Analysis of White Collar Crimes In Medical Profession
White Collar crimes, more precisely also called the corporate crimes, are crimes committed by the educated and the professional elites during their occupation.
These crimes are characterized by deceit, concealment, or violation of trust and are not dependent upon the application or threat of physical force or violence. These are against society at large, committed under the garb of being honest citizens. These crimes can be classified as a large variety of commercial transactions committed by people of questionable ethics.
The term ‘White Collar Crime’ was first defined by the sociologist Edwin H Sutherland in 1939 as a “crime committed by a person of respectability and high social status in the course of their occupation”.
White Collar Crimes in India
The Supreme Court explained the gravity of white-collar crimes in India in the case of State of Gujarat v. Mohan Lal Jitamalji Porwal and Anr. (AIR 1987 SC 1321) wherein it categorically stated that “the country has seen an alarming rise in white-collar crimes which has affected the fibre of the country’s economic structure.
These cases are nothing but private gain at the cost of the public and lead to economic disaster”.
The ambit of white-collar crimes in India ranges from bribery, blackmailing, credit card frauds, fraud over phone calls, cybercrime, money laundering, tax evasion, embezzlement, among many others.
In India, these crimes are so widespread that it does not confine itself to a specific area but have also diffused to various professions viz. legal, medical, engineering, education, and the corporate sector. To put it simply, white-collar crimes have engulfed the entire society within its orbit.
Every profession has its model rules, ethics, and code of conduct that govern the working of the professional. These professional ethics set boundaries for the systematic functioning of the professional and they must comply with them. Non-compliance may or may not be a crime but questions the very essence of the profession.
There has been an increasing trend of crimes being committed by professionals to obtain personal or business advantage. Crooks and unethical persons exist in various professions, tending to become unscrupulous because of the thirst for gaining more and more for themselves. It not only welcomes disrepute to the profession but also affecting the society at large.
White-collar crimes in the Medical fraternity.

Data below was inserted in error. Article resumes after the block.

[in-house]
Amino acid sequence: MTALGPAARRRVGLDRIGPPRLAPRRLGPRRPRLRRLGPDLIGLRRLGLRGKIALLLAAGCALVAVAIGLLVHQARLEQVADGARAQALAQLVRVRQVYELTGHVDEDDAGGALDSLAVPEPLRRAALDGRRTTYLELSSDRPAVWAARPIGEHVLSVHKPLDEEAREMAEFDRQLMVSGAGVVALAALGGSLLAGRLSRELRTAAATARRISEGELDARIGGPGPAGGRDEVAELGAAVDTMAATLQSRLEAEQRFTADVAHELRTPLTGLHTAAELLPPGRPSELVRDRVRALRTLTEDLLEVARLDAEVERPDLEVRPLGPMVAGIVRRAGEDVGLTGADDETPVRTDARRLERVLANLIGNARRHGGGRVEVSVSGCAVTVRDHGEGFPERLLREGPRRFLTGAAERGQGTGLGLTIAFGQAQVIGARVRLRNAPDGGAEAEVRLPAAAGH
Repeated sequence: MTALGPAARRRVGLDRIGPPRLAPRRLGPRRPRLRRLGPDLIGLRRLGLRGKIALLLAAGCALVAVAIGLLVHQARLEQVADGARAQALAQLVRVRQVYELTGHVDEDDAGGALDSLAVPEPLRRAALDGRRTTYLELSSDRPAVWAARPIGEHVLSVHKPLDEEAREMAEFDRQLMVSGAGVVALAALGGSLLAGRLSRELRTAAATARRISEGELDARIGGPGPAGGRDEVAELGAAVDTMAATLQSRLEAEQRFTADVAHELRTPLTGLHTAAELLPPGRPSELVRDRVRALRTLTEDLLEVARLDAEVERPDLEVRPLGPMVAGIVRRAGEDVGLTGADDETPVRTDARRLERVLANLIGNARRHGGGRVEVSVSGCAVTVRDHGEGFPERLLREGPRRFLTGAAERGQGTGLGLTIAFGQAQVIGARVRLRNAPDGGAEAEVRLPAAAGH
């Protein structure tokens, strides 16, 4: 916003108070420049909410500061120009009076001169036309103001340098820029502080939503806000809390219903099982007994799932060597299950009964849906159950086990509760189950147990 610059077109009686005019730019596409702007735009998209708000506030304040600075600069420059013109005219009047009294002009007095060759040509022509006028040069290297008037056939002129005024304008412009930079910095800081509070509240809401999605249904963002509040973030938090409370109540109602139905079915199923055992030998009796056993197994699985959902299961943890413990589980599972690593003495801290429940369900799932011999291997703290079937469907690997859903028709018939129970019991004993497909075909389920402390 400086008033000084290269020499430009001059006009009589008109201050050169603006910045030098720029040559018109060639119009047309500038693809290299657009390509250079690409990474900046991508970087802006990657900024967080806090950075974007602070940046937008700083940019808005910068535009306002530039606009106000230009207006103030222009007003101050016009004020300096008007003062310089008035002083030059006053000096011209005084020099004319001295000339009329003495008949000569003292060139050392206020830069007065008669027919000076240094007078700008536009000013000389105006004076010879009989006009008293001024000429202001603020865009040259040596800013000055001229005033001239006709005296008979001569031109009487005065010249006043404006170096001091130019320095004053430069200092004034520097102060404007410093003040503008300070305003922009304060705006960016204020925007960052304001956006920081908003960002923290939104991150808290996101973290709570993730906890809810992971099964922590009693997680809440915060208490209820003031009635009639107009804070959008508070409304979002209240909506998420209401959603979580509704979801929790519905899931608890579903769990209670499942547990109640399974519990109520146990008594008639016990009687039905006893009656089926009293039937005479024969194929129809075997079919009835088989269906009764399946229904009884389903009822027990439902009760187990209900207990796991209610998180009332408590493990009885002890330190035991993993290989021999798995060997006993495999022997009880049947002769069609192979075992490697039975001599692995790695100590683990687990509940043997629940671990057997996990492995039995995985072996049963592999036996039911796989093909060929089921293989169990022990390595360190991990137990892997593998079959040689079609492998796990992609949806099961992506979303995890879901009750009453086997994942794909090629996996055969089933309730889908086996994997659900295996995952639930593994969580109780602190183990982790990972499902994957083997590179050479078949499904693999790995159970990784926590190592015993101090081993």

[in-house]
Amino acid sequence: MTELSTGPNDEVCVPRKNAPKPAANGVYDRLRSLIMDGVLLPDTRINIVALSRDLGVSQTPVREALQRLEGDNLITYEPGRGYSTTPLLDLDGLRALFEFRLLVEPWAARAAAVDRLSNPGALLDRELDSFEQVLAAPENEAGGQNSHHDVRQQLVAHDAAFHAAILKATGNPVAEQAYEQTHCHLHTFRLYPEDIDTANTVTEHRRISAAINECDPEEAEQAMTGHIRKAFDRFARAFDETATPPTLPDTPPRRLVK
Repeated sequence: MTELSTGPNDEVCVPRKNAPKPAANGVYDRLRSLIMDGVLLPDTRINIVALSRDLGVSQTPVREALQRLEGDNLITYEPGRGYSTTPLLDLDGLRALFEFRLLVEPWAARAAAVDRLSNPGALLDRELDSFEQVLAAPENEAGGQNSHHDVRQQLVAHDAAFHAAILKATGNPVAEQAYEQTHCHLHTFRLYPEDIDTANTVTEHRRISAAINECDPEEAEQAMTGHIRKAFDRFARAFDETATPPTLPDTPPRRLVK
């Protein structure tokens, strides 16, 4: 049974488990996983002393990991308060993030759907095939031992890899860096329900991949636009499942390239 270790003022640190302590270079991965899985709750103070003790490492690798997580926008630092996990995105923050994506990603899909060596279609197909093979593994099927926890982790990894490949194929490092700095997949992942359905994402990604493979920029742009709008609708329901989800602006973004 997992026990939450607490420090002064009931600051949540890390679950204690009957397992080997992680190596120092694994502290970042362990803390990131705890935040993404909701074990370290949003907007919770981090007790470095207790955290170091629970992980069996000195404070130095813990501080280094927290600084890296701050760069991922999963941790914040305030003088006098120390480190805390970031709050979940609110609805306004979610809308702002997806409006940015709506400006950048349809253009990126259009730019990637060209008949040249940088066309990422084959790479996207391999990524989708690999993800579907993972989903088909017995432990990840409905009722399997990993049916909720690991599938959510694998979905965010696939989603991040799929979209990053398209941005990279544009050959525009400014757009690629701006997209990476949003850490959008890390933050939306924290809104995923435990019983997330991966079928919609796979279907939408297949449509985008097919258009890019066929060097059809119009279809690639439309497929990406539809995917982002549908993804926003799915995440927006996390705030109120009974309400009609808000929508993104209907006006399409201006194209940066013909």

In the medical fraternity, the commonly committed white-collar crimes are issuing false medical certificates, unnecessarily prolonged treatment in many cases with a view of extracting huge sums from patients. Health care fraud also includes altered or fabricated medical bills, excessive unnecessary treatments, exaggerating medical disability.
These are some of the petty offences but few practitioners voluntarily involve themselves in the act of practising medicine without a proper qualification, carrying out abortions illegally, performing female foeticide, trading in organs, among others, etc. These acts fall under the category of heinous offences committed with the sole purpose of monetary gain.
In most situations, medical practitioners prescribe branded medicines, which bear the exorbitant cost when compared to generic medicines. The difference between branded and generic medicines is only based on the costs at which they are sold and there stands no disparity in their chemical compositions.
Even though the actual costs of medicines are affordable, medical facilities become inaccessible to a very large portion of the Indian masses who cannot afford branded medicines, unaware of the same medicine being available at inexpensive prices.
The irony is that the generic medicines that are inaccessible to our Indian masses are exported worldwide!
Any of the abovementioned acts committed in violation of either the laws or the ethics that govern medical practitioners are punishable and special laws are thereby enacted to implement the respective penalty. Some of the acts that govern the wrongdoings of medical practitioners are as follows:
The Indian Penal Code, 1860 (cheating and forgery)
Indian Medical Council Act, 1954
Drugs and Cosmetics Act, 1940
The Drugs and Magic Remedies, 1954
The Medical Termination of Pregnancy Act, 1971
Transplantation of Human Organs Act, 1994
Since such violators are usually ‘upper class’ and respected persons in their communities, the legal and judicial procedures utilized for control purposes are frequently other than the action in the criminal courts. Most frequently used are hearings before the regulatory bodies, civil suits for damages, and various other procedures outside of criminal court prosecution and conviction.
Considered to be the noblest of all, the medical profession is not free from the clutches of white-collar crimes and it not only questions the ethics of the fraternity as a whole but also poses a question at the future of the profession. When the masses have faith and belief in the medical practitioner, does it ethically befit the medical practitioners to make profits at the cost of lives?
ABOUT THE AUTHOR
Krishna Thakkar is currently pursuing law at Pravin Gandhi College of Law.
They can be contacted at firstname.lastname@example.org
Edited By: Swathi. Ashok. Nair
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